Understanding Business Finance

The following article will outline the importance of understanding business finance and the different means of accessing capital through business financing. First of all, business Finance can be defined as ‘involving the raising and managing of funds by organisations’. This involves a high degree of planning, analysis, and control and is usually the responsibility of a financial manager who is higher up in the organisational structure of the firm.

Most businesses will eventually need to access capital through business financing. As a matter of fact, many large-scale companies regularly source capital to meet short-term obligations. For small businesses, it is crucial to source the right funding option as if money is accessed through the wrong source you could lock yourself into unwanted repayment terms or even risk losing a part of your company, both severely damaging your business growth.

It is apparent that financial decisions have the power to impact both profitability and overall risk involved in the operations of a firm. As a whole, business finance can be divided into two major groups; debt finance and equity finance. Debt finance involves borrowing money from a lender and equity finance involves receiving money in exchange for part ownership of a business.

When it comes to debt and equity financing there is a fine line between balancing risk and profitability in order to maintain the value of a firm’s securities in the long run. Continue reading to find out more about the specifics of these two groups and the associated advantages and disadvantages.

Debt vs. Equity Finance

Debt Finance

Debt financing involves borrowing money from a lender, in most cases a loan from the bank. This money is paid back over time including any additional fees or interest. This method has a relatively low barrier to entry, therefore making it a viable option for many start-ups to take advantage of. Other types include business credit cards, finance companies Buy Now Pay Later schemes, overdrafts, supplier credit, or personal loans from friends and family.

Advantages of Debt Finance

  • You hold complete control over your business.
  • You maintain all decision-making.
  • Time limit means that once the debt is repaid, the liability is over and your relationship with the financer ends.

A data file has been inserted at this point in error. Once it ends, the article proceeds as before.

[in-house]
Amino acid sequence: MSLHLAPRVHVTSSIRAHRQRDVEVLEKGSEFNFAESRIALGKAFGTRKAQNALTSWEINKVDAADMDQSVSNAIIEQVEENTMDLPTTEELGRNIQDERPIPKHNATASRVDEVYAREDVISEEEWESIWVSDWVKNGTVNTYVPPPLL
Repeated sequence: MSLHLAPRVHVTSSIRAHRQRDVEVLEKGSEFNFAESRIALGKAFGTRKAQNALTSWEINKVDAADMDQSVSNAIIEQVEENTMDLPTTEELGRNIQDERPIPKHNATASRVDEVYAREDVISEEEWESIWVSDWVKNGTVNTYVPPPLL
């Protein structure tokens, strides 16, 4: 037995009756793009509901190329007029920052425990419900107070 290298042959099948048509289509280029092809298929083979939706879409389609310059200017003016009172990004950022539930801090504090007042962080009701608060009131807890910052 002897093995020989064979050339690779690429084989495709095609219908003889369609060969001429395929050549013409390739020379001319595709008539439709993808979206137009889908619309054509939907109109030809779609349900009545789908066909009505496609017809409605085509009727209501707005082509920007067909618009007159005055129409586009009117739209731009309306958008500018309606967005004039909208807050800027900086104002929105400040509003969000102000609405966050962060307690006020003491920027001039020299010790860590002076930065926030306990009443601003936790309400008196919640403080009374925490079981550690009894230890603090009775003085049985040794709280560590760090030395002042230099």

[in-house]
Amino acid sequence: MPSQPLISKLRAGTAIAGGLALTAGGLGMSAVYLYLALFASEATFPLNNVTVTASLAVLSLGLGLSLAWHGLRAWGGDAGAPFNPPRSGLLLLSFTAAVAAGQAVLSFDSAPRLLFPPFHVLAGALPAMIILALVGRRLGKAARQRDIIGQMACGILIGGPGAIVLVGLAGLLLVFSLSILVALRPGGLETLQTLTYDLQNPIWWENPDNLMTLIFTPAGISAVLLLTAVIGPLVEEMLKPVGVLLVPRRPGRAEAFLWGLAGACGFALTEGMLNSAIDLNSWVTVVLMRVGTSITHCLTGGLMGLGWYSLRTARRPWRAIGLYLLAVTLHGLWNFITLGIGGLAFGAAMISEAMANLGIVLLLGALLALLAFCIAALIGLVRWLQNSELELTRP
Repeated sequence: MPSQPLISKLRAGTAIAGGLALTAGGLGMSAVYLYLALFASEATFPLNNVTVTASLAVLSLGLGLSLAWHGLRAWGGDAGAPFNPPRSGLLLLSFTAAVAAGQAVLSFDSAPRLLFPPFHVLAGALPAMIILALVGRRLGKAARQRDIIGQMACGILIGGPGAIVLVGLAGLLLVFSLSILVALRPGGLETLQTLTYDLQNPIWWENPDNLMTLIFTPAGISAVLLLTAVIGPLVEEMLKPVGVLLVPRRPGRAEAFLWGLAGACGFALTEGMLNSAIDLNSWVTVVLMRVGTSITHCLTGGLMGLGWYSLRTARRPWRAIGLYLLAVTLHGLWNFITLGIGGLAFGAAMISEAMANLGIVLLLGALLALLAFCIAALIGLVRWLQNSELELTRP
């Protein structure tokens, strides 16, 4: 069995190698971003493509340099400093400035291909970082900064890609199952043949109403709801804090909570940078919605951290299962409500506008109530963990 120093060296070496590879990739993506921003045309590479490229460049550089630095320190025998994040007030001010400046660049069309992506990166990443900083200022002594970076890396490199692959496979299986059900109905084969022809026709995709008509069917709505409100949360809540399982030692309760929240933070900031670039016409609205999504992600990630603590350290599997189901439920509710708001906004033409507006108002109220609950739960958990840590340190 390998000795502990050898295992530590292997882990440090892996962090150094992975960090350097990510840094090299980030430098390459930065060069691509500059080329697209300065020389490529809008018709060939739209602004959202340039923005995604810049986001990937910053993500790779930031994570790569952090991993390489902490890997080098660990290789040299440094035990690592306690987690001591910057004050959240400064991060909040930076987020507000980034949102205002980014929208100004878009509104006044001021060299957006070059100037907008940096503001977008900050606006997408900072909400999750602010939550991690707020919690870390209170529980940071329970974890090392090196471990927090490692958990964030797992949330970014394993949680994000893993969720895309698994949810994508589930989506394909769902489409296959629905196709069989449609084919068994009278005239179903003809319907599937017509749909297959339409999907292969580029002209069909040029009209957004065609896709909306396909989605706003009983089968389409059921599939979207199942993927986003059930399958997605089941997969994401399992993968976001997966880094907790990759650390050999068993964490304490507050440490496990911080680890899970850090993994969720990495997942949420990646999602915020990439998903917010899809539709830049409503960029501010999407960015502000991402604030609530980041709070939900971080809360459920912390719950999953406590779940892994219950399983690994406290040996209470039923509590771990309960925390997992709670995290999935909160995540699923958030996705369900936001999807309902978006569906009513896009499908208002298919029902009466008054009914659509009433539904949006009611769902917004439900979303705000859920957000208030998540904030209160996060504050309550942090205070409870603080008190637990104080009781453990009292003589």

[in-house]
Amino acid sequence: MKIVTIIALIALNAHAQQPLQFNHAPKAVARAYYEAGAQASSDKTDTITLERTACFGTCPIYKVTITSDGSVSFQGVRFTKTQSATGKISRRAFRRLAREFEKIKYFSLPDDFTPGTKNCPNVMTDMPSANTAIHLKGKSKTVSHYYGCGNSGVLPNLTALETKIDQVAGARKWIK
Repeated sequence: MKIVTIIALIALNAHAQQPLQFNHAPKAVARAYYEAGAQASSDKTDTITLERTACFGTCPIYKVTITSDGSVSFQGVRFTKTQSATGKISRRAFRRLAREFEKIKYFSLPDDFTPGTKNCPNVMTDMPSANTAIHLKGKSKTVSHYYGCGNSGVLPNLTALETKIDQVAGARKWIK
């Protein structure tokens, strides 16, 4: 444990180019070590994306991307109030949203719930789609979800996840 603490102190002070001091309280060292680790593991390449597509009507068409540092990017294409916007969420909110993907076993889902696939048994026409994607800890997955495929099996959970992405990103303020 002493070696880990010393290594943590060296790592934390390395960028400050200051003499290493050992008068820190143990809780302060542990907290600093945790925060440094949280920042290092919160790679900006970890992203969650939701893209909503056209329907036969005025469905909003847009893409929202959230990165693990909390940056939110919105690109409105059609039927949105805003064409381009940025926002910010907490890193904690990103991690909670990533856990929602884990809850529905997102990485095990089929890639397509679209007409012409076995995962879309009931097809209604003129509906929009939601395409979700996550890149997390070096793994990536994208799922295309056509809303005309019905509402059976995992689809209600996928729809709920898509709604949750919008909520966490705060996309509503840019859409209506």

• The interest you pay on your loan may be tax-deductible.
  • It is easy to forecast expenses as loan repayments are not subject to fluctuation.

On the other hand, what if your company hits a rough patch or the economy takes a downturn? What is the business does not grow as well as you had initially expected? This is where the disadvantages of debt financing arise…

Disadvantages of Debt Finance

  • Debt is an expense and is payable on a regular schedule.
  • These consistent expenses can put a serious hold on company growth.
  • It is easy for debt costs to spiral out of control without a full understanding of fees or adequate risk mitigation in place.
  • Debt financing may involve certain restrictions on company activities, preventing you from taking advantage of outside opportunities i.e. external investment.
  • Businesses in ‘risky industries’ with inconsistent cash flow (e.g. seasonal-based businesses) tend to have a difficult time obtaining debt finance.

Overall, having a low debt-to-equity ratio is usually looked upon favourably, particularly if you are looking to access debt financing consistently throughout the future. Notably, the main difference between debt and equity financing is debt financing allows you to maintain more control over your business. Now, we will discuss equity financing in more detail and the associated benefits and downfalls.

Equity Finance

Equity financing is where a portion of the companies equity is sold in return for capital (i.e. selling shares in your company). There are a range of sources of equity, such as private investors, venture capitalists, friends and family, personal savings, or the stock market. Unlike debt finance where you make repayments on a regular basis, your investors will receive their money in return through business profits.

Advantages of Equity Finance

  • No obligation to repay the money acquired.
  • Less financial risk involved as you don’t have a debt for repayment.
  • More capital to invest in a growing business.

This isn’t to say that there aren’t any downsides to equity finance. In fact, this can carry quite serious consequences if you’re not cautious.

Disadvantages of Equity Finance

  • Giving up partial ownership of the business involves shared profits.
  • Partners in the business must be involved in decisions made that impact the company.
  • The only way to remove investors is by buying them out. As a result, this may be more expensive than what you received from them initially.

At the end of the day, you are putting your company in the hands of other people. And these people also play a part in the outcome of your business decisions. So, think wisely when choosing equity finance to raise capital for your business.

Before making any financial decisions, always ensure to do your due diligence and look into all available options. Besides debt and equity financing, there are an array of other finance options to consider. Such as crowdfunding or a small business grant.

We hope this blog on understanding business finance was informative and helpful.

Looking for financial advice for your business? BUSINESSNAV is here to help you stay on top of your finances, generate cash flow, and ultimately, navigate your business to growth.

Contact us here today or find out more via our website here.